Much like before, there are one of two ways to add edges to the network. The first option involves creating a single edge (as shown above) or we can create multiple edges in one go using…

`>>> G.add_edges_from([("Alice", "Ben"), ("Ben", "Charlie")])`

In this example, we use the Python tuple data structure to form a list of edges. To see the newly created edges, we use the `G.edges()`

function.

`>>> G.edges()nEdgeView([('Alice', 'Ben'), ('Ben', 'Charlie')])`

#### Attributes

So far the graphs that we have created are quite basic and are lacking a lot of detail. Suppose we want to provide more information about a certain type of node or edge involved in the graph. Using our example, we might want to attach attributes to nodes to indicate a person’s age or we can add edge attributes to show how long that friendship has existed.

There are many different examples of how you can use attributes with the general idea is that they help to distinguish certain parts of the network. With networkx, we can easily attach attributes to edges and nodes to make things easier to understand.

Attributes are incredibly easy to set and read as they follow the key-value pair mapping. Initialising attributes are done when creating an edge. For example, if I wanted to document how long a friendship has lasted, set the following attribute.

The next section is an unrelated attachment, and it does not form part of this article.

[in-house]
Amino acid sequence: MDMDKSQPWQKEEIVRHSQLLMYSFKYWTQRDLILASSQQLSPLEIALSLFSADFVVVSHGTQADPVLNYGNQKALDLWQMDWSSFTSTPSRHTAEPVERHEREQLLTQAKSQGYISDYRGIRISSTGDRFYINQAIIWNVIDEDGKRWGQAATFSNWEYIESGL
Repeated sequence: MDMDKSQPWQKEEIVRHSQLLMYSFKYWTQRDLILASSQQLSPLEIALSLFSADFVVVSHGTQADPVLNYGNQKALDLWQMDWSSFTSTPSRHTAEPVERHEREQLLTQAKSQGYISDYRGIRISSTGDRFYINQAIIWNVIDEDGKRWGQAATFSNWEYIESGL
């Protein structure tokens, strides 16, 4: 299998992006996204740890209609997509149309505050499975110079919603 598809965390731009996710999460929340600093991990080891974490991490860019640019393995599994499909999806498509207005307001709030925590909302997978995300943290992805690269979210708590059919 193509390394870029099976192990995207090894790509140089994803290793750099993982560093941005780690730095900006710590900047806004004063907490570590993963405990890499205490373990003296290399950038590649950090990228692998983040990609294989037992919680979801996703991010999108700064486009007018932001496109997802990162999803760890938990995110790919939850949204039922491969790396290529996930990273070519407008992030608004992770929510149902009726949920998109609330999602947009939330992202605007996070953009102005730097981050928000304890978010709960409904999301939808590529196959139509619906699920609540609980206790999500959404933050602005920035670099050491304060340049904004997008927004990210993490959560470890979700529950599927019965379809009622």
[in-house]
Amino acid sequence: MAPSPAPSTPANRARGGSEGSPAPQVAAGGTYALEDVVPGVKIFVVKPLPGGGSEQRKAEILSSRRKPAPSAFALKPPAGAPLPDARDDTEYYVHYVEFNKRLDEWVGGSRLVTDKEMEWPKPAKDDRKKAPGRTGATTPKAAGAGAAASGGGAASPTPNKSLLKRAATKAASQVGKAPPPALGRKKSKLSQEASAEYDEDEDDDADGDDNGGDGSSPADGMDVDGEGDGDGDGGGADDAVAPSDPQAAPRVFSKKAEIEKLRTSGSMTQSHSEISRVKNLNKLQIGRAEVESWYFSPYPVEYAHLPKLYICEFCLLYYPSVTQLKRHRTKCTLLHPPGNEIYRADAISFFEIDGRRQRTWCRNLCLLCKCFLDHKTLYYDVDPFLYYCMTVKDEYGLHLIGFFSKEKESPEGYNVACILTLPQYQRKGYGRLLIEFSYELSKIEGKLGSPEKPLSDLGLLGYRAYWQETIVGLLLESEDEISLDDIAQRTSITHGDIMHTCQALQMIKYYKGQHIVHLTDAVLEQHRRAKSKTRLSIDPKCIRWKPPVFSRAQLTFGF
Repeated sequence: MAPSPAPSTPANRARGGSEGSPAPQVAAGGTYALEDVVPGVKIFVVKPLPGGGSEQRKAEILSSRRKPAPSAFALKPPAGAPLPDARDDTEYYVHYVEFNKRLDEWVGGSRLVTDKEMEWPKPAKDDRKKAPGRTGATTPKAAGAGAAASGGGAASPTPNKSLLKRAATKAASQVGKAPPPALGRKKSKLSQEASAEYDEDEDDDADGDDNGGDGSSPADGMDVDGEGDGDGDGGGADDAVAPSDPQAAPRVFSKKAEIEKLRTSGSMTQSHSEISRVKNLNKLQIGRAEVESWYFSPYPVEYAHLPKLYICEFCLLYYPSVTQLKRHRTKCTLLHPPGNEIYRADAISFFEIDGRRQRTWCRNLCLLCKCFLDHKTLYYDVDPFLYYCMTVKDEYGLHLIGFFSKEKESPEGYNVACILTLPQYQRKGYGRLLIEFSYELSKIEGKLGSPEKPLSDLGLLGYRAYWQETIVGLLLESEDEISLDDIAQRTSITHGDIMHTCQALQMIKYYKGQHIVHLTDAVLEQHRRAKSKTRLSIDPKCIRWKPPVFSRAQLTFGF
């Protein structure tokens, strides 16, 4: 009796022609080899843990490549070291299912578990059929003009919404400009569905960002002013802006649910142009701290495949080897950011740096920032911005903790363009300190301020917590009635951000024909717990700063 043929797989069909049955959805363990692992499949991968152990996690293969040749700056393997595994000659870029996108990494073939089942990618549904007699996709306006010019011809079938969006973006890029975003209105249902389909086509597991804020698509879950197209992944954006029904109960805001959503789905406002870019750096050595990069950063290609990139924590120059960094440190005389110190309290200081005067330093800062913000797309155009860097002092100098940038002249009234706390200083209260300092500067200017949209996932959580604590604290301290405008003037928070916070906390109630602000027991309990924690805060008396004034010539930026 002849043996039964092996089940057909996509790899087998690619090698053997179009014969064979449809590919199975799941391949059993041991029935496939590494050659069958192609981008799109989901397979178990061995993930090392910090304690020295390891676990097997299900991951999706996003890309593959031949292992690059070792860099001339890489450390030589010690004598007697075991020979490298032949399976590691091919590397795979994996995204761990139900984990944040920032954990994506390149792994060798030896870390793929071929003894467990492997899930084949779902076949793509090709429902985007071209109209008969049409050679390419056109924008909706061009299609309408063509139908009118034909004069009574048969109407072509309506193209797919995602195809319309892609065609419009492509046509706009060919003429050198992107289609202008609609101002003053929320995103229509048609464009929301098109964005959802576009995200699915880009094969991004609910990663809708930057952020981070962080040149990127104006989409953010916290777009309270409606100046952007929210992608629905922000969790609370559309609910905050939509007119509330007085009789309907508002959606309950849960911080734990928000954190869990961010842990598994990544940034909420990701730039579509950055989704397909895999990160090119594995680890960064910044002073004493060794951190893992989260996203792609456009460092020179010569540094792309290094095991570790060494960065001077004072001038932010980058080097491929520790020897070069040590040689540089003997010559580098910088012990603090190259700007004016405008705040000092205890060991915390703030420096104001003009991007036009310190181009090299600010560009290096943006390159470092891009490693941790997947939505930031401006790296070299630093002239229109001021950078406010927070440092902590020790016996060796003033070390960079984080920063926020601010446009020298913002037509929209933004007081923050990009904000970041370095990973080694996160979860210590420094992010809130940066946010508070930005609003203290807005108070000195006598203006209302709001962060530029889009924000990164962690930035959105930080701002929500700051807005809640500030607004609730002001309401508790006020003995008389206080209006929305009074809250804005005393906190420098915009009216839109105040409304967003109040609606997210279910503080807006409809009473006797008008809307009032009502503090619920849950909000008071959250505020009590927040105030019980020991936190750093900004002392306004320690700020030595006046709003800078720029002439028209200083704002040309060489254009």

`>>> G.add_edge('Alice', 'Charlie', years_friends=9)`

It’s essentially a variable. Reading values again is very straightforward…

`>>> print(G['Alice']['Charlie']['years_friends'])9`

Weights

In social networks, it’s common to include a wait to document how many times an edge has been used between a pair of users. It’s essentially the sum of all interactions. This again is treated as an attribute using the ‘weight’ key.

#### Graph generators

There are many different ways to generate networks within networkx. This post guided you through the basic approach by manually adding nodes and edges. networkx includes various algorithms for generating different types of graphs. This may be useful if you want to simulate real-world data without going ahead and collecting any data.